The billionaire tycoon was compelled to pay about 250 million rand by the South Africa Reserve Bank (SARB) in 2012 to secure the release of his blocked assets.
The SARB blocked his assets following an error in calculation of how much he owed the central bank on levy charges.
“In 2001 Shuttleworth emigrated to the Isle of Man, a British Crown dependency and a tax-efficient jurisdiction. On his emigration, Exchange Control Regulations, promulgated in terms of s 9 of the Currency and Exchanges Act 9 of 1933 had the effect of blocking the expatriation of his assets from South Africa,” read the Supreme Court media statement.
According to the court, the aggregate value of his blocked loan accounts was 4.2 billion rand.
In June 2009, Shuttleworth decided to transfer his remaining assets out of South Africa and applied to the reserve bank for permission to do so.
However, due to an error in calculating the ten per cent exit levy, Shuttleworth was later informed that the amount that could be transferred out of the country was 1.4 billion rand, which would ensure that the exit payment represented ten per cent of the total amount.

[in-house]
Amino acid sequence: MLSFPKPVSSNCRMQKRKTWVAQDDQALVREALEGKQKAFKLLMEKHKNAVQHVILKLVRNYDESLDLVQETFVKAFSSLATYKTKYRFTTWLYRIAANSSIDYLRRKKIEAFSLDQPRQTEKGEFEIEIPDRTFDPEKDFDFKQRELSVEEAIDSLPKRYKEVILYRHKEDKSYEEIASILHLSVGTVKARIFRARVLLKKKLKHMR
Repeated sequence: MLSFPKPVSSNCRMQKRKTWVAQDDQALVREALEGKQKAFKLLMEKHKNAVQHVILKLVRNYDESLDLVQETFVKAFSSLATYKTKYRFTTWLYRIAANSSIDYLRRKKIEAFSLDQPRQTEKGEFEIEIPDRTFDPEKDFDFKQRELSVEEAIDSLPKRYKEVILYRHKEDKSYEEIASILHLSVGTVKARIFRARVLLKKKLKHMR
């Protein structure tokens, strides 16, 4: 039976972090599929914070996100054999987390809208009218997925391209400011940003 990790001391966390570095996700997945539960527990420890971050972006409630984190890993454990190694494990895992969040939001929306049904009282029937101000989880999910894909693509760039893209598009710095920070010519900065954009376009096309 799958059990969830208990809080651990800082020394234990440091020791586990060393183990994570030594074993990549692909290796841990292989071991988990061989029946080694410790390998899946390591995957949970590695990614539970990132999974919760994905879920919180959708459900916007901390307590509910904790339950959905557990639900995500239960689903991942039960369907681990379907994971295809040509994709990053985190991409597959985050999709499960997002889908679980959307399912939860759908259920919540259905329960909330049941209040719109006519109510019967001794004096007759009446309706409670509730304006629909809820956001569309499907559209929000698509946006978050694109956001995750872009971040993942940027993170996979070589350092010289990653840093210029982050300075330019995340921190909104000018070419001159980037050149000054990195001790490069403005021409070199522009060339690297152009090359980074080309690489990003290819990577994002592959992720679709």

“Upon advice sought regarding the lawfulness of the ten per cent levy, he was advised that it was unlawful and challenged same,” read the statement.
“Significantly, Shuttleworth however did not challenge the principle of exchange control. He accepted that exchange control was necessary. He contended, however, that many facets of the current exchange regime was unconstitutional.”
The SARB refused to release Shuttleworth’s blocked assets until he paid the ten per cent exit levy.
(READ MORE: Shuttleworth and SARB granted leave to appeal)
It is at this point that Shuttleworth paid an amount of 250 million rand under protest to secure the release of his blocked assets.
When the reserve bank refused to reconsider its decision, Shuttleworth launched an application in the North Gauteng High Court in which he sought repayment of that sum as well as fairly wide-ranging orders to the effect that various provisions of our exchange control regime was unconstitutional and invalid.
Shuttleworth made his fortune through Thawte Consulting, a general internet consultancy that progressed to specialising in security for electronic commerce.
Thawte shot to international prominence by assisting businesses throughout the world to engage in secure transactions over the web.
In 1999 Shuttleworth sold Thawte Consulting for 575 million US dollars.